Brava delivers the best kind of bottleneck
Lisbon-based design studio Brava developed the concept project to showcase the studio's creativity
Medronho brandy is a beloved spirit native to Portugal. The fruit brandy comes from arbutus berries that grow on Medronho trees (sometimes called the 'strawberry tree'), which also happens to be a climate-friendly tree as they are known for rapidly recovering when exposed to fire.
Those same berries serve as the inspiration for Corta-Fogo Brandy, Dieline April 2023 Pack of the Month. Lisbon-based design studio Brava developed the concept project to showcase the studio's creativity, and it won Dieline readers over with its clever bottleneck label. Dieline spoke with Brava designer and creative director Sandra Costa about dreaming up the fictional brand and how mistakes can make for happy accidents.
Dieline: Walk us through the design process that you went through for this project.
Sandra Costa: The creative process at Brava is fluid and dynamic, with a non-linear approach. I started the project with a clear vision, and the final design stayed true to the original sketch. The bottle was the starting point and the first element designed, making it an interesting ride for the label creation process. Naming, on the other hand, was delayed until the end of the project when I stumbled upon a newspaper article about how medronho trees prevent fires in Portugal.
D: What was one of the biggest goals you set out to achieve with Corta Fogo's packaging, and how did you accomplish it?
SC: Medronho brandy has been a longstanding tradition in Portugal, but it has often been overlooked and undervalued. Corta-Fogo wants to push the boundaries and revolutionize this perception, demonstrating that creativity can bring it one step further by taking risks and unlocking new possibilities. Also, the story and visuals of a brand must engage in a dialogue that speaks to the consumer, and I believe Corta-Fogo does that beautifully.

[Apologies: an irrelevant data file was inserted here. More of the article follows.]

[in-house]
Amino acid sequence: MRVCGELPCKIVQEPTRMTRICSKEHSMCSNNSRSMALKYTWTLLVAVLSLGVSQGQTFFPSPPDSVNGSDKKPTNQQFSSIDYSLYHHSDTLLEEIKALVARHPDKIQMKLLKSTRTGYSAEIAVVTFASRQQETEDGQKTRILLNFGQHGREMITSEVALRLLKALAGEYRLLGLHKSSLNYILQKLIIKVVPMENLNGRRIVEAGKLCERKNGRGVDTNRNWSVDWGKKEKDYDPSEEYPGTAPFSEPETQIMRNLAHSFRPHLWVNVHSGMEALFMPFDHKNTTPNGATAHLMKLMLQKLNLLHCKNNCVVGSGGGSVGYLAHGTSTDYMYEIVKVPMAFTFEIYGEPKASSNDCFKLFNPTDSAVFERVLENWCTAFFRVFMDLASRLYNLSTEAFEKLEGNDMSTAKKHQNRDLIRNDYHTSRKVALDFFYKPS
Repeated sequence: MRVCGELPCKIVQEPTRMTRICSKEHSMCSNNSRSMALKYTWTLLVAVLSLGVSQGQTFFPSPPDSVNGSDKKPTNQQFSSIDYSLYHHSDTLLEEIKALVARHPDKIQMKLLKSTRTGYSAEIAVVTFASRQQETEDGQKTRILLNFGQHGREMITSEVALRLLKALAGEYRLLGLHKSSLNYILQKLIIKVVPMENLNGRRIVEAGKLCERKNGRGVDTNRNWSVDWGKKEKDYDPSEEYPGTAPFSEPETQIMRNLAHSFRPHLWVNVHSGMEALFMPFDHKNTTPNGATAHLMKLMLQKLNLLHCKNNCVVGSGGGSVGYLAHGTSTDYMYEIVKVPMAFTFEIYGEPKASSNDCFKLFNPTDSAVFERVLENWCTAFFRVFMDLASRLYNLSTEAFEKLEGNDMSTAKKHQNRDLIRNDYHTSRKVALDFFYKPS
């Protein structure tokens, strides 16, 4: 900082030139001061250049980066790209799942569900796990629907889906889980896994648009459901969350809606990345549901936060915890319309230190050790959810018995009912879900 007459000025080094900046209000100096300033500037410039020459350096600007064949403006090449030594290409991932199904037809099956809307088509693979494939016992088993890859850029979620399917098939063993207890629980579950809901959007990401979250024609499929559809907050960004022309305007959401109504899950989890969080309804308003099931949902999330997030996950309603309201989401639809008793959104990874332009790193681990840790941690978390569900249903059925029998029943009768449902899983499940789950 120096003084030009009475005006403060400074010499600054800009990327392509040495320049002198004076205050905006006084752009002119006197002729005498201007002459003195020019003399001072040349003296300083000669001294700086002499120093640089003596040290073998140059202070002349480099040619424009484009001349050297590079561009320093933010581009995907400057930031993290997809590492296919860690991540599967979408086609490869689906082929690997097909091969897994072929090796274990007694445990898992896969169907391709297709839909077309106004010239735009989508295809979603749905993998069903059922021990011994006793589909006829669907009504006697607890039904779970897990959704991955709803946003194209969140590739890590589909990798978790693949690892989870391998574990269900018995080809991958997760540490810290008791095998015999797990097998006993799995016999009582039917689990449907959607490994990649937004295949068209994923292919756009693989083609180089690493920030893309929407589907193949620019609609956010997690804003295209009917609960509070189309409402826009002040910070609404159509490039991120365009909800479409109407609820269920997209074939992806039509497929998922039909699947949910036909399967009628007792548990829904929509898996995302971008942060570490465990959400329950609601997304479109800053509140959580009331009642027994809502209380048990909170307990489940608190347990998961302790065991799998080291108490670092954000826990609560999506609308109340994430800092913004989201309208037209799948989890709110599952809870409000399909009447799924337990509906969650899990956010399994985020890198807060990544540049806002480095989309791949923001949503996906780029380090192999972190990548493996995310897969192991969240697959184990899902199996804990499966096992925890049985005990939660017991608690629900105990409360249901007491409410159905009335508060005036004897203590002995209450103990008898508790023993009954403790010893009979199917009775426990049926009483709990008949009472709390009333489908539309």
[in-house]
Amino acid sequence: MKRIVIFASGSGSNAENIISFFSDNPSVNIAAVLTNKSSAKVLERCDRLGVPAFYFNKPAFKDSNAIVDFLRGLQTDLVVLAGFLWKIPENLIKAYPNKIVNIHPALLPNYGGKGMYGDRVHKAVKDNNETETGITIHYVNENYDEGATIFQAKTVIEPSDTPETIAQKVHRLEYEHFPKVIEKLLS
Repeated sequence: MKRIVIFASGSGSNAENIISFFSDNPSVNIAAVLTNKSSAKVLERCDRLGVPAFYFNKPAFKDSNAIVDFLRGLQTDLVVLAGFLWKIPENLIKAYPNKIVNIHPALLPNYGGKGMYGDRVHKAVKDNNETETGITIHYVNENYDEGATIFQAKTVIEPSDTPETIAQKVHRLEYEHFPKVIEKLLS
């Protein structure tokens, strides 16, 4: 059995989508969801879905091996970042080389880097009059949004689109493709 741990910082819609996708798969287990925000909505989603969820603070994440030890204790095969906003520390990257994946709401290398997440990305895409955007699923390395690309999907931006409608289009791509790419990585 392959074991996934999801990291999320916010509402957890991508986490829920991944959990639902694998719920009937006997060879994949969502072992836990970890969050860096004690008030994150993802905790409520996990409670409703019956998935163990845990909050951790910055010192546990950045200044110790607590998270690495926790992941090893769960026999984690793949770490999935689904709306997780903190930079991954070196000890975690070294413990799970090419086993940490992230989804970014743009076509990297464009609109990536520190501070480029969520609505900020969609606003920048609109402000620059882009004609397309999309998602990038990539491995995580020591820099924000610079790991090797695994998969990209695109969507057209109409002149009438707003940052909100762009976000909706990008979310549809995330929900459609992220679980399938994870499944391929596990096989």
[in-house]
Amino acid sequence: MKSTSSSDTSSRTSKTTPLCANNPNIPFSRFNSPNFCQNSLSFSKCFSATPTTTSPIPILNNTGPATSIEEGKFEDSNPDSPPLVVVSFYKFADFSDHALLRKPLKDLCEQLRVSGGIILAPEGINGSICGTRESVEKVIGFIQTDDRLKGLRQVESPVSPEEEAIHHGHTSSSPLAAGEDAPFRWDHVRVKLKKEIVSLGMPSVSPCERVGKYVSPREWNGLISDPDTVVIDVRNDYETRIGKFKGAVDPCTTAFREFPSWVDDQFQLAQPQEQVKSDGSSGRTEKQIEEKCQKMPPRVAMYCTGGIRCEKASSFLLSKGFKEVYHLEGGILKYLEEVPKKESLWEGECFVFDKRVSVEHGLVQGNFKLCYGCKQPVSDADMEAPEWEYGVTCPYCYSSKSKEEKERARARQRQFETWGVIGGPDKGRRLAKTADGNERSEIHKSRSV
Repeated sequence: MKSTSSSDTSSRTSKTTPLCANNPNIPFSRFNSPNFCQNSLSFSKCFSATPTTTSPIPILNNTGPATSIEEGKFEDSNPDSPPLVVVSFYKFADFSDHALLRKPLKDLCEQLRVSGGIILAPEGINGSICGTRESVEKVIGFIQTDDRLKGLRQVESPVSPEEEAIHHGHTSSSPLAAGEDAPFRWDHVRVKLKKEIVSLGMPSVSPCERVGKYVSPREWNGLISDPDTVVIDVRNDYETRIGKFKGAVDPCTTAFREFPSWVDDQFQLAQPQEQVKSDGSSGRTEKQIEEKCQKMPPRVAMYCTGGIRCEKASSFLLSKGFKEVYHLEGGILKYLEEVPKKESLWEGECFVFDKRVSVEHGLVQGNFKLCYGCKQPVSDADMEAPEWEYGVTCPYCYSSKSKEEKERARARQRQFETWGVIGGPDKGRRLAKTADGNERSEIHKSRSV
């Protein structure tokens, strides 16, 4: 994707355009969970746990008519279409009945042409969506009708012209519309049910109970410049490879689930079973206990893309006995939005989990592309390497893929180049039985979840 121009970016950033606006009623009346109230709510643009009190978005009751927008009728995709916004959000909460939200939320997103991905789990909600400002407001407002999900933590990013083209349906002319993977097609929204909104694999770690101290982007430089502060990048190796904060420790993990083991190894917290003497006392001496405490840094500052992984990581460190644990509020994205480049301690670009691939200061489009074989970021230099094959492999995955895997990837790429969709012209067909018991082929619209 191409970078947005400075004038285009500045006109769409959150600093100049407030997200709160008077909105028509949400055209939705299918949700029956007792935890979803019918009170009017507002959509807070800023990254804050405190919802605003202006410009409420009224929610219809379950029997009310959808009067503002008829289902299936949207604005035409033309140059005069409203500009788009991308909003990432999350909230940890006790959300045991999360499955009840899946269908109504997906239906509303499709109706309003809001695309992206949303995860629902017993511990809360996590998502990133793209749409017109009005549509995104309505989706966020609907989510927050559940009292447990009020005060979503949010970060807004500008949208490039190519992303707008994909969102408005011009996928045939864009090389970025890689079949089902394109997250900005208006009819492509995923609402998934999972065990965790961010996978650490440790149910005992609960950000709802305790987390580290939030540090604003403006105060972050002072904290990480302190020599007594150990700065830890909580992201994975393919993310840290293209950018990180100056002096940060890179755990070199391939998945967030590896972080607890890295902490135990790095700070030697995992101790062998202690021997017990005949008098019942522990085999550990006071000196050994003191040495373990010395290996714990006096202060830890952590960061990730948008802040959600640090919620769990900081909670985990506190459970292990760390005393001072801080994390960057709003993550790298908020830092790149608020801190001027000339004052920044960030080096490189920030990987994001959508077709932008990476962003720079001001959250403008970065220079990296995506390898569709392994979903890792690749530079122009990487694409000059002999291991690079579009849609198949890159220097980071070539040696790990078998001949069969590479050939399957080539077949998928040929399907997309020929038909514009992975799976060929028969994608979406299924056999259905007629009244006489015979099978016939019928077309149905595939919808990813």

D: What was the most challenging part of this project?
SC: The typographic composition of the label was probably the most challenging part of the process, choosing the right typographies and making sure they worked together harmoniously. In general, the creative process was remarkably smooth, almost like pulling a string. For me, the ease and fluidity of ideation are often signs of a strong concept, so I just had to be open to whatever was coming in.
D: Why did you put the label on the neck and leave the rest of the bottle naked?
SC: I wanted the organic texture of the bottle to stand out for its nakedness, conveying the connection to nature and the craft production of Medronho. During the creative process, it became clear that the label required an unusually designated space to avoid competing with the bottle. It was surprising to discover that when we removed the label from the obvious spotlight, it became an even stronger design element.
D: The cork and the metal staple are excellent touches. Can you explain the decisions behind using them?
SC: The intention was to contrast the natural texture of the cork with the sleekness of the metal, adding a distinctive touch to the closure. Cork speaks directly to the Portuguese heritage, making it the ideal choice for the stopper, and its green color gives a modern twist to tradition, creating a fresh and contemporary look. The metal staple found inspiration in the vintage champagne bottles that used this kind of closure before the muselet became a more common choice.
D: If you could pick one aspect of the finished design you like the most or feel especially proud of, what would it be and why?
SC: It's hard to single out one aspect of the design because I believe it's always the overall impression that resonates with the audience. The details and intricate layers add an unmeasurable value to the brand, but the whole is definitely greater than the sum of its parts in Corta-Fogo. From the feedback I received, people seem especially drawn to the label's unusual placement, but the green cork stopper is my favorite touch.
D: Share one lesson that you learned while developing the finished product.
SC: Errors can lead to beautiful results. In Corta-Fogo it happened with the color of the cork when an accident showed me the way! It’s a recurring lesson because I have made mistakes that have had surprising outcomes. It’s essential to be open to error—it can show us creative paths that weren’t visible before.
This article was sourced from Dieline and published with permission.
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